Secondly, to love God with all one’s mind includes a high responsibility to sanctify the mind from the vulgar, mundane, and commonplace, and ennoble the mind through aesthetically transcendent contemplation. Of course, most of us do not live in a monastery so that we can devote 18 hours per day to the study of scripture, but rather we find ourselves thrust out into the cruel streets of secular chaos as cosmic orphans; in that sad estate, we must learn to look past the sewage in the streets, through the polluted atmosphere that surrounds us, and find roses among thorns, lilies in the thickets, and rainbows in the thunder. Art, literature, and music, especially of the classical and secular sort, are like beams of light through the darkness that, although they will not take us to heaven, certainly can make us feel (and think) that we are on the way. This duty to transcendence also demands that we learn to turn every conversation heavenward, not that we should aim to quote a Bible verse every time we engage in conversation, but rather that we should endeavor to make every conversation more meaningful, always leading conversants away from discussion of persons and events to interesting ideas and, hopefully, some affirmation of absolute truth. The ability to converse in a meaningful manner is both a science and art, learned by very few, and one that every thinking individual, Christian or otherwise, should endeavor to cultivate within himself.

Of course, the highest ennoblement of the mind derives from meditation upon Holy Scripture, whereby the will is restrained and redirected to absolute good, the conscience enlightened with righteousness, and the intellect charmed and transfigured by contemplating “things above.” This dimension of loving God with one’s mind necessarily demands intensive study of Holy Scripture, the only completely reliable source of our knowledge of the Divine. The study of Holy Scripture augmented and energized by the didactic ministry of God the Holy Spirit, actually reveals to us the person and nature of the Godhead whom, if we know, we shall adore, that is, love. In addition, if we love God, we shall love those made in his image, even if they, like ourselves, are damaged and scarred by the ravages of sin. Again, Jesus Christ is our example, “a friend for sinners.”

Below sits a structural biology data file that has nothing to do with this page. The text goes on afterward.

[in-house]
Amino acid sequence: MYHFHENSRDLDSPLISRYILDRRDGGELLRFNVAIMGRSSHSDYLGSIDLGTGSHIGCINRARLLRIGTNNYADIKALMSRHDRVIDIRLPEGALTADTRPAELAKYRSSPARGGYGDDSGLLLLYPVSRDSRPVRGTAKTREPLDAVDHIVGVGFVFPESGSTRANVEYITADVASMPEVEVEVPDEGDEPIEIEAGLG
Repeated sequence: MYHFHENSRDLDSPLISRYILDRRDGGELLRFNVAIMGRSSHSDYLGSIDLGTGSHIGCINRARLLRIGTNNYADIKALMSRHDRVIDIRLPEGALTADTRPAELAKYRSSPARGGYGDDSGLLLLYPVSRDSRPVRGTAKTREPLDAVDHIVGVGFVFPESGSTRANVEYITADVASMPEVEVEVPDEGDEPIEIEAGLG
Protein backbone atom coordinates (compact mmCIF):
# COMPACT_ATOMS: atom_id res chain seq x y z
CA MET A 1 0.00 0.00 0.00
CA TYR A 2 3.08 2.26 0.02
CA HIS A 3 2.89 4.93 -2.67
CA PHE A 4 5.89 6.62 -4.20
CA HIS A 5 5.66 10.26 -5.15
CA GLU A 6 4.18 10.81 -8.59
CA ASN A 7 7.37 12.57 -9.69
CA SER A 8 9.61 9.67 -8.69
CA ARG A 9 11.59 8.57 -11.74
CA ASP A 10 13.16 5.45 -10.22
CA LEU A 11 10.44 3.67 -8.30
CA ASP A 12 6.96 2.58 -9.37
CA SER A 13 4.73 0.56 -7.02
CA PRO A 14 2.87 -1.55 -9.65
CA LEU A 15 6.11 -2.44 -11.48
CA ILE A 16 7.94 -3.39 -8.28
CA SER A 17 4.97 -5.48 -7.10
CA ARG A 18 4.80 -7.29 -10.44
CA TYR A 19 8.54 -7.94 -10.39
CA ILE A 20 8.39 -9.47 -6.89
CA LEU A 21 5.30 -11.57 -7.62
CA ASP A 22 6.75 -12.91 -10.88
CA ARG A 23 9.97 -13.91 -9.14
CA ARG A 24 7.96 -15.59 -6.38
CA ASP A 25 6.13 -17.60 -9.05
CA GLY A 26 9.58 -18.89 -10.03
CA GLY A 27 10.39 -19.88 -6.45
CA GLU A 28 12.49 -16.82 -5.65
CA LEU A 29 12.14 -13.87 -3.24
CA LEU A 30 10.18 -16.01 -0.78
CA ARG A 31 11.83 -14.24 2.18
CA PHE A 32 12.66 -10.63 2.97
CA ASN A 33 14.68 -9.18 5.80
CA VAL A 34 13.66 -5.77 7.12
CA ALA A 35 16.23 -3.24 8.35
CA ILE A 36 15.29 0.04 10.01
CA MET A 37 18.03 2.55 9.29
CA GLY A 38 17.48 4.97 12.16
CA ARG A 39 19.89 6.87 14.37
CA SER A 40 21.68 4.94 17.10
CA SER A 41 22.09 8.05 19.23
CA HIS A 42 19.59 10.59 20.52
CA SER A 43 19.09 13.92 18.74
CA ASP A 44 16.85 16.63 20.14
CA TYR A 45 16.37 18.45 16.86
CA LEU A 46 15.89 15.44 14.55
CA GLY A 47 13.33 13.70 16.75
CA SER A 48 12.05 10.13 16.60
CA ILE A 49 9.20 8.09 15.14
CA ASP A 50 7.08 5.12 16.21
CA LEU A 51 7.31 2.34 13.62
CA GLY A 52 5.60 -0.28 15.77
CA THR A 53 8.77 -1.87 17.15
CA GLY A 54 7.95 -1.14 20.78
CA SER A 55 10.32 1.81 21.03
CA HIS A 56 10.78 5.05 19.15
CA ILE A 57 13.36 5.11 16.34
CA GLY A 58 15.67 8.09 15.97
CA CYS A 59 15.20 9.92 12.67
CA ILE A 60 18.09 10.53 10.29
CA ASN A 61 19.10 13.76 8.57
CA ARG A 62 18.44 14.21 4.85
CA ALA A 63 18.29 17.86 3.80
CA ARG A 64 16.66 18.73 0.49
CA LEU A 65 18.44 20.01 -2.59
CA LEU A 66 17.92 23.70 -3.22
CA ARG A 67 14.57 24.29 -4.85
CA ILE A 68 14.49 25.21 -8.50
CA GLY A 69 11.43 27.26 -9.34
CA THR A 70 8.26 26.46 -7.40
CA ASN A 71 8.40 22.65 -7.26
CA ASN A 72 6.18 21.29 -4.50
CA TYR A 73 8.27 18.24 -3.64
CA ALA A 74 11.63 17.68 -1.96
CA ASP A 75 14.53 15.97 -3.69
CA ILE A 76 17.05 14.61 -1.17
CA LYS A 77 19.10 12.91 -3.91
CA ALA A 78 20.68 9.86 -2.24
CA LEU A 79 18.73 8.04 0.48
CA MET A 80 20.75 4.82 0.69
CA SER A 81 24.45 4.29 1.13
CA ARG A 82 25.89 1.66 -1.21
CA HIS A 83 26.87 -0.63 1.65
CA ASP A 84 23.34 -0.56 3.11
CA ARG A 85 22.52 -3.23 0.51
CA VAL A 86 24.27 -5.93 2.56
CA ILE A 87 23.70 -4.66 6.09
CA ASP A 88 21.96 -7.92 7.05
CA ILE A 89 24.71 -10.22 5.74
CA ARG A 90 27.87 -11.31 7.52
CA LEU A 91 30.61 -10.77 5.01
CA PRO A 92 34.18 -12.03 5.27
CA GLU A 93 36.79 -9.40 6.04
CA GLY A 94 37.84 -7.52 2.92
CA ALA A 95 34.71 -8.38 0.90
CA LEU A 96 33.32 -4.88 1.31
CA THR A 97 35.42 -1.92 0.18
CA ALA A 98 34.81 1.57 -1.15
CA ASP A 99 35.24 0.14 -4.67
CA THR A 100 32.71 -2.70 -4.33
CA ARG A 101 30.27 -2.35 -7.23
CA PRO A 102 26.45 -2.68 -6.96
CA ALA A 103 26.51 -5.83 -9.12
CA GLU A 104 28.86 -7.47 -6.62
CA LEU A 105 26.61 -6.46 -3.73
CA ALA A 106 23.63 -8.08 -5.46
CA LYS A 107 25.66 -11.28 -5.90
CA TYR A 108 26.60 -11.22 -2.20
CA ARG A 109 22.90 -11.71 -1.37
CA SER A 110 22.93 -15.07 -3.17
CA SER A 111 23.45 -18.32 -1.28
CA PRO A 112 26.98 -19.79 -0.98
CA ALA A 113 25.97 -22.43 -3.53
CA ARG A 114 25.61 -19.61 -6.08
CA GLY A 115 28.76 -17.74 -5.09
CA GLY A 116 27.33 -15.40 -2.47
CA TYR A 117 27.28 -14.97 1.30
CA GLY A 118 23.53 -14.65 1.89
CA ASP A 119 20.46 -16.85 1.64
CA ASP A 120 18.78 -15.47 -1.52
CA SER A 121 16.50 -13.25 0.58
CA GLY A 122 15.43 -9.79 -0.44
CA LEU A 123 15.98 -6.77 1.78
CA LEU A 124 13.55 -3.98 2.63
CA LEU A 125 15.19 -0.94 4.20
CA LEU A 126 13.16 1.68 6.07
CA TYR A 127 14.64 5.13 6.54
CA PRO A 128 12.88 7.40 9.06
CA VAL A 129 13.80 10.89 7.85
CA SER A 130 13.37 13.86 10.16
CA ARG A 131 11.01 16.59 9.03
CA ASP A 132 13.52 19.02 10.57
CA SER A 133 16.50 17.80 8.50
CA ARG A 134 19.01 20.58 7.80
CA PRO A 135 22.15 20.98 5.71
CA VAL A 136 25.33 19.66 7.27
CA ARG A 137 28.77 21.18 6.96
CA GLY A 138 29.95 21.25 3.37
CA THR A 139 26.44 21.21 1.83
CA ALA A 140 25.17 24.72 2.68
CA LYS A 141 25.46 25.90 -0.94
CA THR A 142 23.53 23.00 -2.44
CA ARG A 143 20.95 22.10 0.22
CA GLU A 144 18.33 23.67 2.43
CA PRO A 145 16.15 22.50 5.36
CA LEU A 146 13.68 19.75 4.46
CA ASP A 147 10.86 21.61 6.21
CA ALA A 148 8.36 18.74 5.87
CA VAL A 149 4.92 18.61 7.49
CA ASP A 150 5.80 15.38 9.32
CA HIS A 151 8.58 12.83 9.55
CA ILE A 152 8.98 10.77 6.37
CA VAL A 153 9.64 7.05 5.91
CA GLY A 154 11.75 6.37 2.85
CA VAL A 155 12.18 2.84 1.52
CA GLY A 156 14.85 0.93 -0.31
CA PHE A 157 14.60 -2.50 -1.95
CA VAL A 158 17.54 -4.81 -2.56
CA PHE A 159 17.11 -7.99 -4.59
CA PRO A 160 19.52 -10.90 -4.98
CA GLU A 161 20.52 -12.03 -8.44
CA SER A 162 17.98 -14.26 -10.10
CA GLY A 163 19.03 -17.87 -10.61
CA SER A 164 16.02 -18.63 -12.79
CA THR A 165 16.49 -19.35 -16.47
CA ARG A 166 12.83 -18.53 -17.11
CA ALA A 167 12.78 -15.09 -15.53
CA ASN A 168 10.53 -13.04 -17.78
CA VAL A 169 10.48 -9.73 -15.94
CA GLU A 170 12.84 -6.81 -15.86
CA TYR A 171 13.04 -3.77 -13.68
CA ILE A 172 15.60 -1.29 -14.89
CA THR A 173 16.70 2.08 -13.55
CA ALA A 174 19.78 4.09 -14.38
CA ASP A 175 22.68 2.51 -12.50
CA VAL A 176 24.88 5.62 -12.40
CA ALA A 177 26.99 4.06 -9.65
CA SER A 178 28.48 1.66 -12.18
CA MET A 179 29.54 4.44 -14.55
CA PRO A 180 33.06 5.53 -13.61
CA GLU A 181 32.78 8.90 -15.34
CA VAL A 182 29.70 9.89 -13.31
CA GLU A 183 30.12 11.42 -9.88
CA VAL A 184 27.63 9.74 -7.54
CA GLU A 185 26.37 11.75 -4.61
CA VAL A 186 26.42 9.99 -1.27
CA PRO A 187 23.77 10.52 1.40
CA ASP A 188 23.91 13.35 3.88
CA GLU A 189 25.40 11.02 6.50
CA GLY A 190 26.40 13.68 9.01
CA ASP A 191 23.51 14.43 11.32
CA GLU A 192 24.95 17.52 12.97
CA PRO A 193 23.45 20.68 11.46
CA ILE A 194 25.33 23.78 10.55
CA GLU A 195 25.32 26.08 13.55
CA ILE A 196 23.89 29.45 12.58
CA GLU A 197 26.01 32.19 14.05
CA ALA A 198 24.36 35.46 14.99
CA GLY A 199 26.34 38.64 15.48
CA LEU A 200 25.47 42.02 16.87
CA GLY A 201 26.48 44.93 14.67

Soda said...

My early days as a Christian were probably the days I done the most studying and reading. I think it’s because once I tasted truth, I settled for nothing less.

Hal Brunson said...

Quite a statement, Soda. As John Reisinger ironically remarked, "Truth ruins a man."

The Militant Pacifist said...


The impartation of the divine nature drives the Christian to divine contemplation. Hence, Christians delight to read their bibles, love to study the Holy Scriptures and rejoice to hear the gospel preached. This is why we should consider those who are not enamored by the Holy Scriptures as candidates for evangelism.

It seems that as a part of conversion, the mind is changed so that it delights in God and the things of God.

The actual “God-shaped vacuum” quotation often attributed to Blaise Pascal is reproduced below:

“What else does this craving, and this helplessness, proclaim but that there was once in man a true happiness, of which all that now remains is the empty print and trace? This he tries in vain to fill with everything around him, seeking in things that are not there the help he cannot find in those that are, though none can help, since this infinite abyss can be filled only with an infinite and immutable object; in other words by God himself" (148/428).